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April 2005
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Alabama?

I’ve been negligent in reporting that a medical marijuana bill is quietly working its way through the legislature of — yes that’s right — Alabama.
I admire the persistence of some pretty incredible drug policy reformers in Alabama (Loretta Nall is one of the most notable, but there are others as well). The medical marijuana effort in Alabama is starting to gain some publicity, and although few think it will succeed, the effort is getting a positive message out there.
Alabama has a history of being fairly proud of its harsh marijuana laws and enforcement. Interestingly, Alabama was one of several states to provide supporting statements in the Raich v. Ashcroft case — not because they believed in medical marijuana, but rather because they believed in states’ rights enough to support the philosophical concept despite their clear opposition to medical marijuana.
Here are some excerpts from the Amicus Brief of Alabama, Mississippi and Louisiana:

Alabama, has apparently earned something of a reputation for its zeal in prosecuting and punishing drug crimes. See E. Nadelmann, An End to Marijuana Prohibition, National Review, p.28 (July 12, 2004) (“Alabama currently locks up people convicted three times of marijuana possession for 15 years to life.”). It is not a reputation of which Alabama is embarrassed or ashamed. On the contrary, Alabama’s Attorney General has every intention of continuing to prosecute drug crimes to the fullest extent of the law. …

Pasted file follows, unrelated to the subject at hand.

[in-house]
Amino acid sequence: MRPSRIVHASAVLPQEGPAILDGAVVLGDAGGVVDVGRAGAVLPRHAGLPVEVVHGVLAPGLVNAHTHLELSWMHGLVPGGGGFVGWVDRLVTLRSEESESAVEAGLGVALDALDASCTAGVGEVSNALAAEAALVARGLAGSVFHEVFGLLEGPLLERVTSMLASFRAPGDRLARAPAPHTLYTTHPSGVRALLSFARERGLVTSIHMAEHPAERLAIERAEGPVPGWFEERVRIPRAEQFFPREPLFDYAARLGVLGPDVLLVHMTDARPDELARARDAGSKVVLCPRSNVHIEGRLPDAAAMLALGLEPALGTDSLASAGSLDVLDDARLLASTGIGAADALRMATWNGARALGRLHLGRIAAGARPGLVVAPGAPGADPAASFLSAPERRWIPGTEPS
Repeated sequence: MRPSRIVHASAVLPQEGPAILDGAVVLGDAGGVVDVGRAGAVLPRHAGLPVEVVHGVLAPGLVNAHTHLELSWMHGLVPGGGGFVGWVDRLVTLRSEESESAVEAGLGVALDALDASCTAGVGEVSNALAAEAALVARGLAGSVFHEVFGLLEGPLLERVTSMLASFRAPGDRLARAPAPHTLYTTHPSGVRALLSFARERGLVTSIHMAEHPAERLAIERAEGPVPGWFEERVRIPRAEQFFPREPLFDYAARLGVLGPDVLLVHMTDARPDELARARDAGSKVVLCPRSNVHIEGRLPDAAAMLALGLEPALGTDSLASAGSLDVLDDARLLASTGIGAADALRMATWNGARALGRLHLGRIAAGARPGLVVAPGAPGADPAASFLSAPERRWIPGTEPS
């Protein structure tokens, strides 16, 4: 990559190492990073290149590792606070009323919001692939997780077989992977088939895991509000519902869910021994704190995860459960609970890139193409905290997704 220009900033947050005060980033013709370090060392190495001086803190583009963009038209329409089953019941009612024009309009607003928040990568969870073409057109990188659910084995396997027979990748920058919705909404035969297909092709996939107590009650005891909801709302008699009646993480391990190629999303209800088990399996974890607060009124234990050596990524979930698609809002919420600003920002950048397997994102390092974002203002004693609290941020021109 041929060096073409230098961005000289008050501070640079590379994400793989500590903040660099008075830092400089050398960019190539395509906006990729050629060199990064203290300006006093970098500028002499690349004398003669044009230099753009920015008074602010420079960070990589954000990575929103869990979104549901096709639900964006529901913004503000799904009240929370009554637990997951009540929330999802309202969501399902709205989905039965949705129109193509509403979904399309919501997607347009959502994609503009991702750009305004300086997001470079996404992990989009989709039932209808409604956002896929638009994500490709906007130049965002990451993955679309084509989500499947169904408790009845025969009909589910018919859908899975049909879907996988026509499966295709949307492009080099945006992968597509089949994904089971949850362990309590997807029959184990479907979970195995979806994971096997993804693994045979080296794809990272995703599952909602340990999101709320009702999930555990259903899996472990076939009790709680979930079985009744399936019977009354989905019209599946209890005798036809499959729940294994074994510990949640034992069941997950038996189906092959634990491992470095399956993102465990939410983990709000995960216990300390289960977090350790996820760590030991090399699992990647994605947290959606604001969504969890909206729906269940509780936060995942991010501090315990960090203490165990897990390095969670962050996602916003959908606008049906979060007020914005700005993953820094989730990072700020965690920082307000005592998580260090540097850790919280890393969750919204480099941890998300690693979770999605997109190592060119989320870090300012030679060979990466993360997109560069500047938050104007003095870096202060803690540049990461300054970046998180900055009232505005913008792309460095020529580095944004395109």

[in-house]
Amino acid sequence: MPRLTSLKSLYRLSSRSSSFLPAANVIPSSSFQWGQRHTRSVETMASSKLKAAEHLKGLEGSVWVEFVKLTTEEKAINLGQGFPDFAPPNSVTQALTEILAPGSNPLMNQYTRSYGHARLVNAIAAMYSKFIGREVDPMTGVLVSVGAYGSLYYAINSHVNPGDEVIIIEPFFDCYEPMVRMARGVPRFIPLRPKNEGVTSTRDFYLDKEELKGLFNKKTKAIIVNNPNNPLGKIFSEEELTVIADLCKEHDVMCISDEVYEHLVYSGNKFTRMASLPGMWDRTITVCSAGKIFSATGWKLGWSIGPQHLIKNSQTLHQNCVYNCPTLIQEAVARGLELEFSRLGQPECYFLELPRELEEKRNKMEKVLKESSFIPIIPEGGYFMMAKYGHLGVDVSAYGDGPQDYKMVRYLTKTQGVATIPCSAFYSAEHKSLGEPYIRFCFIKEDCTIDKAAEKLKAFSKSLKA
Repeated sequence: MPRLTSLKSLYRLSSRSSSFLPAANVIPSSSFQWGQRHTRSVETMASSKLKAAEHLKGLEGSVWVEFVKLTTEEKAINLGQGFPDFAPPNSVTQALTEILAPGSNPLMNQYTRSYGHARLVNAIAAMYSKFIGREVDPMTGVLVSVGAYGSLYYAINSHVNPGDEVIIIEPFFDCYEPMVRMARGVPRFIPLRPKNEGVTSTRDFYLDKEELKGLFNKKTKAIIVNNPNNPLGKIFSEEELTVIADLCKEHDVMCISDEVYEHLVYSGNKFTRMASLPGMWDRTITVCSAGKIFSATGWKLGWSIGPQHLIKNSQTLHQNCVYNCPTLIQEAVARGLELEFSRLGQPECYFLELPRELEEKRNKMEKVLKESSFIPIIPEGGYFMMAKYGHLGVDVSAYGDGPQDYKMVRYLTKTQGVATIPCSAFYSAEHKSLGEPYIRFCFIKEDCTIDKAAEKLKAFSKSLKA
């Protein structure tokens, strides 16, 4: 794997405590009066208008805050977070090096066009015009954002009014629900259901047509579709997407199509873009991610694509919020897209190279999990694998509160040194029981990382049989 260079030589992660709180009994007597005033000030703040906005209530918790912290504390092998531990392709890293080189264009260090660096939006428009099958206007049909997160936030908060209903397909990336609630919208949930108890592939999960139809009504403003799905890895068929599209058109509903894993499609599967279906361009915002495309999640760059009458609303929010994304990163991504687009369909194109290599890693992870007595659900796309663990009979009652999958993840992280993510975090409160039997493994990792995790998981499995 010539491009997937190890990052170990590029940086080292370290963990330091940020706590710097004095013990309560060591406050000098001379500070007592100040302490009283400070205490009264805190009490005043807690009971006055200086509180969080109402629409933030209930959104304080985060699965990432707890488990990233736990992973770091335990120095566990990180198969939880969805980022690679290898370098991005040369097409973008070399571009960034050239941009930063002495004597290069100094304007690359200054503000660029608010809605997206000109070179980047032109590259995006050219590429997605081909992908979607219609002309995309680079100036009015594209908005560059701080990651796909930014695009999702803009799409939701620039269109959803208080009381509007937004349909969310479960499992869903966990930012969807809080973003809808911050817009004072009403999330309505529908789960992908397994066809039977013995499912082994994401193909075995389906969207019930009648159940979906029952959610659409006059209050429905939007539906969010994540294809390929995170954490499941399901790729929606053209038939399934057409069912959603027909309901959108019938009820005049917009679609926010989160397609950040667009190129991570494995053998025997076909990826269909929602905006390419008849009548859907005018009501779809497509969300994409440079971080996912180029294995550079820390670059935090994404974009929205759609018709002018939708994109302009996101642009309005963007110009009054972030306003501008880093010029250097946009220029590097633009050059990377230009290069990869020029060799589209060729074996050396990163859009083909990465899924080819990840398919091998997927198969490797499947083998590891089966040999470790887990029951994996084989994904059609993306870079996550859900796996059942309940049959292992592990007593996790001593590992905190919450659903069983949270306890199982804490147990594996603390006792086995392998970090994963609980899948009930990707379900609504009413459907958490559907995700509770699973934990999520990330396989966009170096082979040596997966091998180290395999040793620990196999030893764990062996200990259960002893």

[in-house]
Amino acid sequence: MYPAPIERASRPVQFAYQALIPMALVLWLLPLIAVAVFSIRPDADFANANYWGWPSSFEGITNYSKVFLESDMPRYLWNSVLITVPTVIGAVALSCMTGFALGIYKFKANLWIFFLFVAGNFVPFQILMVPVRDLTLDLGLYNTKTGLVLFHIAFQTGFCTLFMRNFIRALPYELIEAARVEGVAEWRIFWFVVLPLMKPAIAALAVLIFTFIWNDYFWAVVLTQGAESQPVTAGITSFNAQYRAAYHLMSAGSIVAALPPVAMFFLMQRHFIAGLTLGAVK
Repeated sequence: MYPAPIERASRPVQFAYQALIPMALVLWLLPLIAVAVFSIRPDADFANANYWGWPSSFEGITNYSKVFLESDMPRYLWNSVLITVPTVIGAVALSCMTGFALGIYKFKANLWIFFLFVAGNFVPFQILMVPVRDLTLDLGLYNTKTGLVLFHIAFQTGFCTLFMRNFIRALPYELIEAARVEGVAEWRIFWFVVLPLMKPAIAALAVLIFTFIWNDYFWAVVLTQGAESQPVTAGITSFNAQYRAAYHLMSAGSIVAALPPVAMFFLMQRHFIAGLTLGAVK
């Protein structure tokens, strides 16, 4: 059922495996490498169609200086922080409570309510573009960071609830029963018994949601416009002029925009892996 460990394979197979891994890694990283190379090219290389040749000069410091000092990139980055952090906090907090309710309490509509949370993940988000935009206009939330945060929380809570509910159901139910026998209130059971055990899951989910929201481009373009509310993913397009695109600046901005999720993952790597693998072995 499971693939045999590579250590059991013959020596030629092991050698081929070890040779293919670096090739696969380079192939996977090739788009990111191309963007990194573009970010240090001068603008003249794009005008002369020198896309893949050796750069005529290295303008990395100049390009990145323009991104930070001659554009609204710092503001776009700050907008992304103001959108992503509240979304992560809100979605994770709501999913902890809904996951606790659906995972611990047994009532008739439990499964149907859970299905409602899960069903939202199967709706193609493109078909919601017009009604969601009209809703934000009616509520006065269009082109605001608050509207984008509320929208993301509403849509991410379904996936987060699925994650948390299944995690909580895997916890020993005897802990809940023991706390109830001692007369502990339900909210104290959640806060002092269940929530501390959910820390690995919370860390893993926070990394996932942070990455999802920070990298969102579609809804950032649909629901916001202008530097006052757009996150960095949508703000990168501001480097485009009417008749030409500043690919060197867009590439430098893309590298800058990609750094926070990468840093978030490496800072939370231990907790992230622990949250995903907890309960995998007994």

Under Alabama law, as under the U.S. Code, marijuana is a “Schedule I” drug, meaning it has a “high potential for abuse” and has “no accepted medical use in treatment in the United States or lacks accepted safety for use in treatment under medical supervision,”

Respondents’ conduct — cultivating and possessing marijuana for personal consumption — would thus plainly be criminal in the State of Alabama. Notably for present purposes, Alabama courts have — again, at the Attorney General’s urging — expressly refused to recognize “‘medical necessity’ as a valid defense in a prosecution for the unlawful possession of marijuana.”

Good luck, Alabama. Always keeping it interesting.

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